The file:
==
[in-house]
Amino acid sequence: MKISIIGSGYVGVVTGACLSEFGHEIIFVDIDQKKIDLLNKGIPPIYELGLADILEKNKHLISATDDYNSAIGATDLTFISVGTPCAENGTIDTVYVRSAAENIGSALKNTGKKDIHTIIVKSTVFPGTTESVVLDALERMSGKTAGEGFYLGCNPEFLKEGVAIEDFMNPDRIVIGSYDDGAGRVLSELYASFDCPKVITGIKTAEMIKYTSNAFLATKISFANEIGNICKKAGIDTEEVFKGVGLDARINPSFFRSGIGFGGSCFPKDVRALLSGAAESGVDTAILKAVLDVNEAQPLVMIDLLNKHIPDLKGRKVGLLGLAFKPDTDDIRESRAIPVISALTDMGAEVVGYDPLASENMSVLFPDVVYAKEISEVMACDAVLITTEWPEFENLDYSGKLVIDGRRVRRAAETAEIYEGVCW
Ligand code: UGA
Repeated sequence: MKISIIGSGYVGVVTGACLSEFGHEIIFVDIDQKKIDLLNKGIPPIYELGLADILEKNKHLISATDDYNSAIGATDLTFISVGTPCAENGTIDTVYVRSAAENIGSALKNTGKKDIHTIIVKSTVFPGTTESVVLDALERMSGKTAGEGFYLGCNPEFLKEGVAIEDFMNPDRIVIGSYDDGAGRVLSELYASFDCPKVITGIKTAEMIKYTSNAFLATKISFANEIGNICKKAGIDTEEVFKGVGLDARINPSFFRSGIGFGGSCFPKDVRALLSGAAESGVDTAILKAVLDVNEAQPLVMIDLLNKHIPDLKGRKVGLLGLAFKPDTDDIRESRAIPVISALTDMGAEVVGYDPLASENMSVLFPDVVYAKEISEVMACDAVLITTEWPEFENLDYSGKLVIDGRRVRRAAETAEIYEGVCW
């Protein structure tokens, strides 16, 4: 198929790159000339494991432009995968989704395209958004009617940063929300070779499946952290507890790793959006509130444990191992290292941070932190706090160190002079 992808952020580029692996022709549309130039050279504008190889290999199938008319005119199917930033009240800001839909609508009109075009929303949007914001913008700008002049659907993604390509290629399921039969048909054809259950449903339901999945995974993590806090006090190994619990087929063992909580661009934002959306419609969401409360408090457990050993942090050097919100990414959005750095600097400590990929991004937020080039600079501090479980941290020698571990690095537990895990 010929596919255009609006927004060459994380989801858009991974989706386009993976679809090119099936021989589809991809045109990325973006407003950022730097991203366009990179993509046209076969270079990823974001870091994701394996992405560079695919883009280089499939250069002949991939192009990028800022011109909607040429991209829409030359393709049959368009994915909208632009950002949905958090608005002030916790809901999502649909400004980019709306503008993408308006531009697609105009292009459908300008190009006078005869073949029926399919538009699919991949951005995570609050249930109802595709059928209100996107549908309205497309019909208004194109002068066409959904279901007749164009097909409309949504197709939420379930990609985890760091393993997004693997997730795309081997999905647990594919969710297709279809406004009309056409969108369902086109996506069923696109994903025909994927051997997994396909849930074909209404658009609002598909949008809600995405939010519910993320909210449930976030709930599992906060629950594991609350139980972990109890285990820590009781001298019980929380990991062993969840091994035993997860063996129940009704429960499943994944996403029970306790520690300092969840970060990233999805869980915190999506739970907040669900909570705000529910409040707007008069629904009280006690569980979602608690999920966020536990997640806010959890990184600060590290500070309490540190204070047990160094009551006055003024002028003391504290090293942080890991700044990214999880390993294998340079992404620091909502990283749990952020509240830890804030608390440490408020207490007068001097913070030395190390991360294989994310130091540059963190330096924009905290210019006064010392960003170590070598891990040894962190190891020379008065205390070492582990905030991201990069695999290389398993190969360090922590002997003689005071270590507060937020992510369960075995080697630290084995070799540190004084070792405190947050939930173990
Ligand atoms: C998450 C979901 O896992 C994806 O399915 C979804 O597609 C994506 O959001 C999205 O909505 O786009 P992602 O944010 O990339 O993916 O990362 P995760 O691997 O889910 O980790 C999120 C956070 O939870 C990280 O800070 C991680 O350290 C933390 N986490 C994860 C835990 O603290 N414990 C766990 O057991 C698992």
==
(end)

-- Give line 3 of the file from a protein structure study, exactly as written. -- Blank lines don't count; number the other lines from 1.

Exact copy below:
Ligand code: UGA